This diagram also does not represent the whole plastics globally, and in Europe only a small percentage of the estimated 55,000 companies involved in the supply chain have so far registered.
Fidra is an environmental charity dedicated to reducing plastic waste and chemical pollution, and through the “Great Global Hunt for Nurdles” aims to better understand Nurdle density and distribution. In 2021, nurdles were found in 91 percent of the countries surveyed.
“More than 900 people participated in nurdle hunts on beaches and waterways around the world [in 2021]says Heather McFarlane, project manager at Fidra.
“Searching for nurdles not only gives us data on pollution, it also shows that people care about this ongoing plastic problem and want to see more action to solve it, from industry and governments.”
Further action is needed to reduce plastic pollution
Despite our understanding of Nurdle spills as a chronic environmental threat, they are still lost in their billions.
More than 30 years after Operation Clean Sweep, there are no international regulations for plastics companies to ensure good operating practices, although there is now increasing recognition of the urgent need to prevent nurdles from escaping into the landscape.
Fidra calls for a supply chain approach. This is where all plastic pellet companies – from petrochemical producers producing billions of pellets per hour, to those that ship pellets around the world, to micro-enterprises that buy bags of pellets to make products – implement best practices.
All these companies need a way to prove they are handling nurdles responsibly so that every part of the supply chain, including consumers, knows that plastic does not contribute to pollution.
Despite marine-sourced plastics accounting for about 20 percent of plastic pollution, and marine nurdle spills being recorded off the coast of Hong Kong, South Africa and in the North Sea over the last decade, the International Maritime Organization (IMO), the UN body that regulates global shipping, has repeatedly delayed discussion of these plastic pellets.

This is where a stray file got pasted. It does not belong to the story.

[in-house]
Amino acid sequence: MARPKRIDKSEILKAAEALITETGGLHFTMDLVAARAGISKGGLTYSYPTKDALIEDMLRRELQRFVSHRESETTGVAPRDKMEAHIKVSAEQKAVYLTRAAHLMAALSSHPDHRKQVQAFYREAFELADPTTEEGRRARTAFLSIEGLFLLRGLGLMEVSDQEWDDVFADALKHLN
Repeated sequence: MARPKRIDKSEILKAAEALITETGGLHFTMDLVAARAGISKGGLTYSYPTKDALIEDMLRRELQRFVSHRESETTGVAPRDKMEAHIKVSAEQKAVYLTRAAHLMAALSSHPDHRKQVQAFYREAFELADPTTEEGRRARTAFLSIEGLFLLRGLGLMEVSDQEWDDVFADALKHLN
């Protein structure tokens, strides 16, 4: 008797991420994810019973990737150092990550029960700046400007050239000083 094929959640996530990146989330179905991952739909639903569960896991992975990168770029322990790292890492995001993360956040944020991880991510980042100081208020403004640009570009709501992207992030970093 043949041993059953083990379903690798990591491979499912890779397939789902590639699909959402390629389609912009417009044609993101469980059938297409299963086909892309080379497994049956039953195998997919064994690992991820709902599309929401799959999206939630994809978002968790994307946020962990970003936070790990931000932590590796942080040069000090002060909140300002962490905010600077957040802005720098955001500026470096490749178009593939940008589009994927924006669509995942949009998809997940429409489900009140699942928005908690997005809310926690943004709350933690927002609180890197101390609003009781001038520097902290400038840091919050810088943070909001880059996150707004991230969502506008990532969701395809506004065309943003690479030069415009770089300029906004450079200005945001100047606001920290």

So after a devastating nurdle spill in the country, the Sri Lankan government requested that the IMO classify nurdles as hazardous substances to help avoid future marine leaks.
These calls are supported by the Sri Lanka Center for Environmental Justice, the Environmental Investigation Agency (EIA) NGO and other members of the Clean Shipping Coalition.
“Classifying nurdles as hazardous substances would provide preventive measures such as separate storage, clear labeling, best practices, and emergency response protocols,” explains Tom Gammage, Ocean Campaigner at EIA.
“Currently, there are no legal obligations for substances or goods transported by sea if they are not listed in the International Maritime Dangerous Goods Code (IMDG), and for this to happen they must be classified as dangerous.
“We already know that microplastics such as nurdles bioaccumulate, persist in the environment for hundreds of years and can cause toxicity. There is more than enough evidence to support the IMDG list for these plastics,” he says.
But rich nations prefer not to get involved in plastic waste…
At the 2021 IMO Marine Environment Protection Committee meeting in London, the EIA presented a petition calling for the nurdle to be classified as hazardous – but there was no time to discuss the nurdle issues.
Withanage was disappointed with this result. “We are very dissatisfied with the attitude of the IMO,” he said at the time.
“The Sri Lankan government had only two minutes to express its concerns and demands and challenge the IMO on future plans Shipping catastrophes and the proposal to declare the nurdle as hazardous substances before it is suddenly shut down.
“There were six people, including me, who were supposed to speak, but we didn’t because we weren’t allotted time. It makes me feel while small nation such as Sri Lanka suffers from a great catastrophe, rich industry nations I prefer not to get involved.”
In 2023, a campaign is underway to classify nurses as dangerous.